Mike: Got you. And from my understanding you have like some courses as well for doing some other stuff. What's the place where people can find that as well?
Caleb: Yeah, so DIYvideoschool.com will take you to my courses. I have a few on editing software like Final Cut Pro 10 or Adobe Premiere Pro. And then I have some both free and paid courses that are video based and are about teaching you how to make better videos by yourself.
Mike: Got you, very cool. Yeah, people should definitely go check it out. Like I said, if anybody that hasn't followed Pat stuff, I mean the YouTube stuff, a lot of videos Pat puts out there, it looks great. And if you're the one helping, you definitely know what you're doing. Obviously it looks great. So definitely check out that stuff. And if you don't know who Pat Flynn is, if you've been hiding under a rock, that's Smartpassiveincome.com and Smart Passive Income in the iTunes Store, great content, great guy.
We got lucky enough to have him be one of our guest judges at 5 Minute Pitch. So I got to hang out with him for the day and it was just a blast. And we're going to be hanging out again in Texas at Scott Voelker's event down there as well. So definitely looking forward to that and hopefully Caleb hopefully our paths cross. We're both locals here in San Diego so hopefully one day we can grab lunch or something. It’d be great to catch up.
Caleb: Yeah, sounds great.
Mike: Cool. Anything I missed? We covered a bunch, anything else about the product or you or things that I might have not thought of that you think that might be interesting to the audience?
Caleb: I think I could talk a little bit about advertising and PR and things that we kind of tried that didn't necessarily work as well as we thought they would be.
Mike: Yeah, I think that's awesome. So this is specific to the Kickstarter, so things that you spent a bunch of money on hoping to get a bunch of good results, but just kind of didn't really get the impact you're looking for?
Caleb: Yeah, so we wanted to do advertising for the campaign, we knew that it would be a good time because the Kickstarter campaign, there's a lot of momentum and a lot of the other campaigns that we had studied did use advertising during their campaign. But I don't know if it went as well as it could have. We got our money back, basically. So whatever we invested, we got back in the campaign. But I think that just overall we had better results, when someone heard about the product from someone they trusted, and not from an ad.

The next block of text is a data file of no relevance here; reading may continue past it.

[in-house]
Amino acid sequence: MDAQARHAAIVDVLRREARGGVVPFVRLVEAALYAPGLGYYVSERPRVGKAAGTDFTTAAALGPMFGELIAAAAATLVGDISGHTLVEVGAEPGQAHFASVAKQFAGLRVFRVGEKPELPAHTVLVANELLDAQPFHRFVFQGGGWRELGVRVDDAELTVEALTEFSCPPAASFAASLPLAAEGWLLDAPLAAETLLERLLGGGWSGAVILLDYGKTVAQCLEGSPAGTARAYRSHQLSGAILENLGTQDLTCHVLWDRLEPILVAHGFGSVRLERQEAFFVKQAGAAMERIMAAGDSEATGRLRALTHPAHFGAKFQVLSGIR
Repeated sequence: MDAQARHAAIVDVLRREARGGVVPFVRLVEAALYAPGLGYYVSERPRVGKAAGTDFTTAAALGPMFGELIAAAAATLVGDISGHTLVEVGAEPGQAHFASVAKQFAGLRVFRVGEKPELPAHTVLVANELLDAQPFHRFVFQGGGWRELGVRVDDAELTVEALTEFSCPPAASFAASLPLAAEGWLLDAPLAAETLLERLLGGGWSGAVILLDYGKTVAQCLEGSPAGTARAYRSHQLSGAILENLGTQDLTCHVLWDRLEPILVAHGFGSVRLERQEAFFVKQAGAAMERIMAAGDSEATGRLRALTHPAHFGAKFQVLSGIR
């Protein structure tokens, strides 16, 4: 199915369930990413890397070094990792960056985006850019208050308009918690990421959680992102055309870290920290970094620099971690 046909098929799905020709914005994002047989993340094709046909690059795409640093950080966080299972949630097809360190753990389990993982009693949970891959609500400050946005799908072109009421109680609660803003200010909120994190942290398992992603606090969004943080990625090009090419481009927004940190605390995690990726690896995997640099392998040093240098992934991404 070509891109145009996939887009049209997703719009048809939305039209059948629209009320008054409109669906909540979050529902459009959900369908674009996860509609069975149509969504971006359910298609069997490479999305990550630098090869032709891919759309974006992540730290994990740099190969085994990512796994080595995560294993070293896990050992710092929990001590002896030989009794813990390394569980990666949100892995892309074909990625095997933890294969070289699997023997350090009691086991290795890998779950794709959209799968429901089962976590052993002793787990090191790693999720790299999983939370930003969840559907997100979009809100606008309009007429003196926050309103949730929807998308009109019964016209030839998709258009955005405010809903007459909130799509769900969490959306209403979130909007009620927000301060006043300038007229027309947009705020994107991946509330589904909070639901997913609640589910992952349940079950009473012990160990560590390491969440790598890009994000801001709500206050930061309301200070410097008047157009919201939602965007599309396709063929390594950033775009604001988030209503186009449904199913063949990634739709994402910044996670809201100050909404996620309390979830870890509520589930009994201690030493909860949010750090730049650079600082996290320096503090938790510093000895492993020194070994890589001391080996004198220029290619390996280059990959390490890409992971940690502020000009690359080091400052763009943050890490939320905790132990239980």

So the same goes with PR. There were — we could track pretty much any one that bought and see where they came from. And most of the people came from emails, which would have been from our list or from YouTube, which was our videos and other influencers videos. So those are two of the top places that referrals and backers came from. We did get some from ads, from PR, from websites that wrote about us, from other people that signed up through Kickbooster, or people just finding it on the Kickstarter website in the navigation and directories and stuff like that.
But if I were to do another Kickstarter campaign, knowing what I know now for all the backers and where they came from, I would put a lot of energy into building an audience before I launched that was mine, and that knew me and trusted me and I brought them along the journey of making the thing or making something else that they trusted me from like Pat has been doing stuff online and blogging and podcasting, and doing courses and teaching for 10 years. And so people have this trust with him that people don't have with an ad that they see on Facebook or Instagram or from an article on a news website.
So I would just recommend that if someone is doing a product launch of their own, that they really think about how they can grow the audience before they launch it, bring them along for the journey, and also continue to grow their network of people and friends and other companies that can have an overlapping audience of customers that are a perfect fit for your thing too.
Mike: Got it, makes perfect sense. Yeah, definitely good advice. I'm curious, one other thing that I wanted to ask was kind of, think about the conversation we're having. You mentioned that you had four of these prototypes made and one of them you sent over to Peter, what did you do with the other three?
Caleb: So that's a good question. I mean, we definitely used him for a lot of the promo purposes. So a lot of the photography, the video, we did send a couple of them around to YouTuber friends of mine, so they could borrow them for a week, make a video, give it back, that sort of thing. And we were also — we wanted to make more than one in case something happened to them or if we had an opportunity to get one to a bigger name person somehow to have them use them. But I mean if I were to do it again, I would have had more on hand earlier so that we could send them around and have more people try them out and review them and that sort of thing.